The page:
How to build a classroom out of plastic waste

Each year, more than 400 million tons of plastic waste is produced across the world, of which only 9% is recycled.  In 2018, single-use was named as word of the year. And in these first few weeks of 2020 alone, sustainability has dominated the world stage, outshining politics, trade and business. The terms ‘zero waste’ and ‘plastic free’ have captured our hearts and minds. 

Shockingly, the United Nations have predicted that by 2050 there will be more plastic in the ocean than fish. This is a startling and frightening reality. 

This week, we focus our attention on plastic recycling in Africa and explore some of the continent’s success stories. 

South Africa 

Plastics South Africa announced that in 2018, South Africa recycled 352,000 tons of plastic into raw material. This is a recycling rate of 46%, a welcome success in comparison to Europe’s rather dismal 31%. Yet many of Africa’s developing countries lack an effective recycling infrastructure. Currently, it is often private companies who collect all household waste and transport it to large dumps.

Malawi

In Lilongwe, Malawi, under the city council’s Waste for Wealth project, 145 women were trained in waste management. Providing the women with secure employment, the scheme focused on collecting the organic nature in household rubbish bins, and then converting it into manure for re-sale. The project, although small in scale, saw water-borne diseases decrease and the hygiene in residential areas improve. However, in more rural parts of the country, waste management remains a cause for concern. The local authorities, who manage waste disposal, require funding if they are to introduce an effective recycling program.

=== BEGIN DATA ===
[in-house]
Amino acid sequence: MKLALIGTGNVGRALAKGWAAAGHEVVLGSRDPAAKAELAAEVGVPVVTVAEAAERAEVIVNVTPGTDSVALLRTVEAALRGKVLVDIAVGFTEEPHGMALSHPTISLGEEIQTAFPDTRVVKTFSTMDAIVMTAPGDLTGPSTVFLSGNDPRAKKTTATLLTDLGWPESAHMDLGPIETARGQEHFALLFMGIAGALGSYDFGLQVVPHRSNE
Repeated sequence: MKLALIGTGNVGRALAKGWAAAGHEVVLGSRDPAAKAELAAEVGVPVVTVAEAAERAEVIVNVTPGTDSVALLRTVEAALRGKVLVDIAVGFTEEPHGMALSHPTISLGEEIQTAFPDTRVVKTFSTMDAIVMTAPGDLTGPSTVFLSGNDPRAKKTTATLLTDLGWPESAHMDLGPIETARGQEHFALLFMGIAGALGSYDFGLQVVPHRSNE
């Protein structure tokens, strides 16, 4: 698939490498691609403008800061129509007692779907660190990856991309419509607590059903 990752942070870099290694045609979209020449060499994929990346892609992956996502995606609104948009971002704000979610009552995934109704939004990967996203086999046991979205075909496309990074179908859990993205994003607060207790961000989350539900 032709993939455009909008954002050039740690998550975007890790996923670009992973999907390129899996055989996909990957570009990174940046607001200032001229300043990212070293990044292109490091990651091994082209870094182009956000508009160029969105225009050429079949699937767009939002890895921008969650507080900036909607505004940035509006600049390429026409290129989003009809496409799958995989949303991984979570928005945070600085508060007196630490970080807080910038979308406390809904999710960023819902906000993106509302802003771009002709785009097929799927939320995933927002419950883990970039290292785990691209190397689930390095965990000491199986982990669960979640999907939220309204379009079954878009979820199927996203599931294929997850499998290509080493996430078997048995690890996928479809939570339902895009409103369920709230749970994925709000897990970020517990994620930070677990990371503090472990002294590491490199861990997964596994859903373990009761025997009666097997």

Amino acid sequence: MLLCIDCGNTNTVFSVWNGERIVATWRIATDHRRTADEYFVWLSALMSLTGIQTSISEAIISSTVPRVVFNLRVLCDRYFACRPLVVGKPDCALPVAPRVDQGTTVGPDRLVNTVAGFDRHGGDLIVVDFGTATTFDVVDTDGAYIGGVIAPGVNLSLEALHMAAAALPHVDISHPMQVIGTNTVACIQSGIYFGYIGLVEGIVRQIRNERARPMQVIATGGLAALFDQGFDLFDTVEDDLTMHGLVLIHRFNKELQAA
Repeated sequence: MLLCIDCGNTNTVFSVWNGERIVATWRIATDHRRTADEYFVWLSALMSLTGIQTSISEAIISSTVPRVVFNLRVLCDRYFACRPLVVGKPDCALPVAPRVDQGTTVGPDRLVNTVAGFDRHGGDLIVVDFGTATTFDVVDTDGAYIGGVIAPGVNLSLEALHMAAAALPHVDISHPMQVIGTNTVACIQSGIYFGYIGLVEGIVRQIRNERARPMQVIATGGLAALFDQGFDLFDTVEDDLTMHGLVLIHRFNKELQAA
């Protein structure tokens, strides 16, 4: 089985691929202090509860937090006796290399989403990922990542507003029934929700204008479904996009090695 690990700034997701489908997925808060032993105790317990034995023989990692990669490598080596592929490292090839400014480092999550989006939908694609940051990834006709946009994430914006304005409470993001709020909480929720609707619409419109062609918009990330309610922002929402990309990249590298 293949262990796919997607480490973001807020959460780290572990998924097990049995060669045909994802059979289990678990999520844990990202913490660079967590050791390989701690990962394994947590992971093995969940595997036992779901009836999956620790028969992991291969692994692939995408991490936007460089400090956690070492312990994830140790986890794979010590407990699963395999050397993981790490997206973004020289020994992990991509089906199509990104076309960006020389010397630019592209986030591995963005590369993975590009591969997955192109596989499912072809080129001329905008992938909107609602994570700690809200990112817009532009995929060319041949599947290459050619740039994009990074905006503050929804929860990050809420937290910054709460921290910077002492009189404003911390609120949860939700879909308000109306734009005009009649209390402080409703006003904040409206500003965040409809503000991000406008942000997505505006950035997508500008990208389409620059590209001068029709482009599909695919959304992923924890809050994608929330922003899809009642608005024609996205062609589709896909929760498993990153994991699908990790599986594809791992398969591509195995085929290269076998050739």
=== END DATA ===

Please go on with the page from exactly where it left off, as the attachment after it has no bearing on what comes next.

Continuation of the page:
The Ivory Coast 

In the Ivory Coast, a country of western sub-Saharan Africa, over one and a half million children do not attend school. Of the many reasons for this, a distinct lack of classrooms is a major factor. Classrooms in the region used to be small, dark and lacked the necessary equipment and ventilation. Working with Conceptos Plastics, a company in Columbia, UNICEF have formed a sustainable and durable brick which can be easily slotted together and built up, making the building process both simple and effective. The bricks have been designed with simplicity and safety in mind. They are fire-proof, and do not require cement. More importantly, they are made from sustainable plastic waste. 

The project has been so effective that UNICEF now produce the plastic waste bricks within the Ivory Coast itself. Women are at the forefront of UNICEF’s project. By paying women directly to source plastic from landfills, the organisation aims to lift them above the poverty line. Their aim is to build over 520 classrooms over the next two years, using the same plastic waste materials. 

A brighter future

Here at The Chazuka Project, we believe that to help combat the continent’s lack of recycling infrastructure, it is vital that we empower men, women and children to be part of the solution. We also know that to help address the current inequality in educational provision across Africa, we must create more classrooms. 

To find out how you can support The Chazuka Project, from as little as £5, click here

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